If you did not completely mess up on the customer service test, you will be emailed and/or texted by Sainsbury's, asking you to call their HR department to arrange an Interview. When you call, choose one of the interview times the HR staff offer you. Generally, times are not negotiable, as they interview in groups at certain times on certain days. The staff member will then brief you on dress code, location, meeting point, your interviewer and the necessity to bring your passport and proof of address with you. Please note: the dress code is generally smart-casual. This means no jeans and no trainers. Generally, guys should be thinking about wearing black suit trousers with a shirt and smart leather shoes, and girls should be thinking of wearing smart black trousers with a blouse or a plain t-shirt and blazer-jacket.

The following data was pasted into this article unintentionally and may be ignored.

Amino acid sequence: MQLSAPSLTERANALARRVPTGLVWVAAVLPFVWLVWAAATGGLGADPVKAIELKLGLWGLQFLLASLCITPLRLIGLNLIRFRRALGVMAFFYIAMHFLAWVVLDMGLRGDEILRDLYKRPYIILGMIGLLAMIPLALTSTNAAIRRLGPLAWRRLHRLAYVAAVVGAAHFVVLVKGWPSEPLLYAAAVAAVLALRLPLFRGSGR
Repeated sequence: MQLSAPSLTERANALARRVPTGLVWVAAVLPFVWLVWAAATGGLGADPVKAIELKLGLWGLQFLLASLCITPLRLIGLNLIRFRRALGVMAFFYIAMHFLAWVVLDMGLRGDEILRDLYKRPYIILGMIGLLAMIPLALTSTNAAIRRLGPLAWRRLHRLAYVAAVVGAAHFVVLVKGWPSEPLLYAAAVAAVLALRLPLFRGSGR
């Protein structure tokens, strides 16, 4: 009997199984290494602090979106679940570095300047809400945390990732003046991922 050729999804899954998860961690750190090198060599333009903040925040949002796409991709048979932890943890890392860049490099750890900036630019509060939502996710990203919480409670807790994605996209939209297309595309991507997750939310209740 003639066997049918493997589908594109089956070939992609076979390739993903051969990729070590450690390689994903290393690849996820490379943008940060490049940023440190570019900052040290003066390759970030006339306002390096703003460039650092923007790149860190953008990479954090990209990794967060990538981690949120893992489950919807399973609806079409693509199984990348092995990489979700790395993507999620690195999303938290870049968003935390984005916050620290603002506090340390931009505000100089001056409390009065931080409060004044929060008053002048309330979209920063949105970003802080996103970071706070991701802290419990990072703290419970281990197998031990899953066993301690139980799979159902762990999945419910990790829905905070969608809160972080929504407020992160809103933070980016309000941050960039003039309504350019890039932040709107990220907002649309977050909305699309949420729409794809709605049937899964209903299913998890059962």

When you turn up to your interview, you should go to customer services (unless HR staff told you otherwise) and sign in. There will be a Sainsbury's employee here to give you a name badge and a sign-in sheet, who will then take you up to a waiting room. Between now and your interview, you may be joined by other interviewees. Make an effort to talk to them, as your interviewer will see this as a sign that you are personable and confident. You could also find out which job they are applying for if you like, this gives you an opportunity to scope out competition.

Shortly, you will be called into a room individually to answer a few questions. These are just to make sure that you have your passport, are the correct age for the job (as stipulated when you applied) and are being interviewed for the job you actually applied for - apparently HR have a habit of messing that bit up. After this, all the interviewees will be sat in a room for the second recruitment test.

The Second Test: Customer Service, Attention to Detail, Mathematics and Values

The second test is split into four sections and given using a video. It usually takes around one hour to complete, and is quite simple.